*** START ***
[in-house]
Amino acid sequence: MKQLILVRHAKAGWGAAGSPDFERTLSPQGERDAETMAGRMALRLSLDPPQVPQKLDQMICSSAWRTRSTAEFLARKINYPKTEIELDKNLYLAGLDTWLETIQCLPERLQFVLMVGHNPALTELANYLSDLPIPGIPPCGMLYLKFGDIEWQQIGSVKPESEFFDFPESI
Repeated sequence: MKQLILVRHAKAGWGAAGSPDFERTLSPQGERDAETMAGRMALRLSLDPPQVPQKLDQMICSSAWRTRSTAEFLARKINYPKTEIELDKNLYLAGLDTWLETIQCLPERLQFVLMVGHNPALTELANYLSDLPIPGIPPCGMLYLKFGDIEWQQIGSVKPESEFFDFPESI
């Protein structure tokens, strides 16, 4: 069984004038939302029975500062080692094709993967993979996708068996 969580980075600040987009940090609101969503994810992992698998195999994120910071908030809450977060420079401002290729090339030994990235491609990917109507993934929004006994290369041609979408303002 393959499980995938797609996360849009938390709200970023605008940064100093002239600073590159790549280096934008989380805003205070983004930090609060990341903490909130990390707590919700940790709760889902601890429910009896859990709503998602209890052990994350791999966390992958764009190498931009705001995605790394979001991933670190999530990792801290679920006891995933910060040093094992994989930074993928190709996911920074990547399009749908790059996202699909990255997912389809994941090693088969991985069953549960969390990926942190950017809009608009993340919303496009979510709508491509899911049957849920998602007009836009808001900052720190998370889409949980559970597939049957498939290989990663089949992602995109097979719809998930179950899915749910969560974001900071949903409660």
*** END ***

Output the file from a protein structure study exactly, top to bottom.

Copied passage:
[in-house]
Amino acid sequence: MKQLILVRHAKAGWGAAGSPDFERTLSPQGERDAETMAGRMALRLSLDPPQVPQKLDQMICSSAWRTRSTAEFLARKINYPKTEIELDKNLYLAGLDTWLETIQCLPERLQFVLMVGHNPALTELANYLSDLPIPGIPPCGMLYLKFGDIEWQQIGSVKPESEFFDFPESI
Repeated sequence: MKQLILVRHAKAGWGAAGSPDFERTLSPQGERDAETMAGRMALRLSLDPPQVPQKLDQMICSSAWRTRSTAEFLARKINYPKTEIELDKNLYLAGLDTWLETIQCLPERLQFVLMVGHNPALTELANYLSDLPIPGIPPCGMLYLKFGDIEWQQIGSVKPESEFFDFPESI
């Protein structure tokens, strides 16, 4: 069984004038939302029975500062080692094709993967993979996708068996 969580980075600040987009940090609101969503994810992992698998195999994120910071908030809450977060420079401002290729090339030994990235491609990917109507993934929004006994290369041609979408303002 393959499980995938797609996360849009938390709200970023605008940064100093002239600073590159790549280096934008989380805003205070983004930090609060990341903490909130990390707590919700940790709760889902601890429910009896859990709503998602209890052990994350791999966390992958764009190498931009705001995605790394979001991933670190999530990792801290679920006891995933910060040093094992994989930074993928190709996911920074990547399009749908790059996202699909990255997912389809994941090693088969991985069953549960969390990926942190950017809009608009993340919303496009979510709508491509899911049957849920998602007009836009808001900052720190998370889409949980559970597939049957498939290989990663089949992602995109097979719809998930179950899915749910969560974001900071949903409660």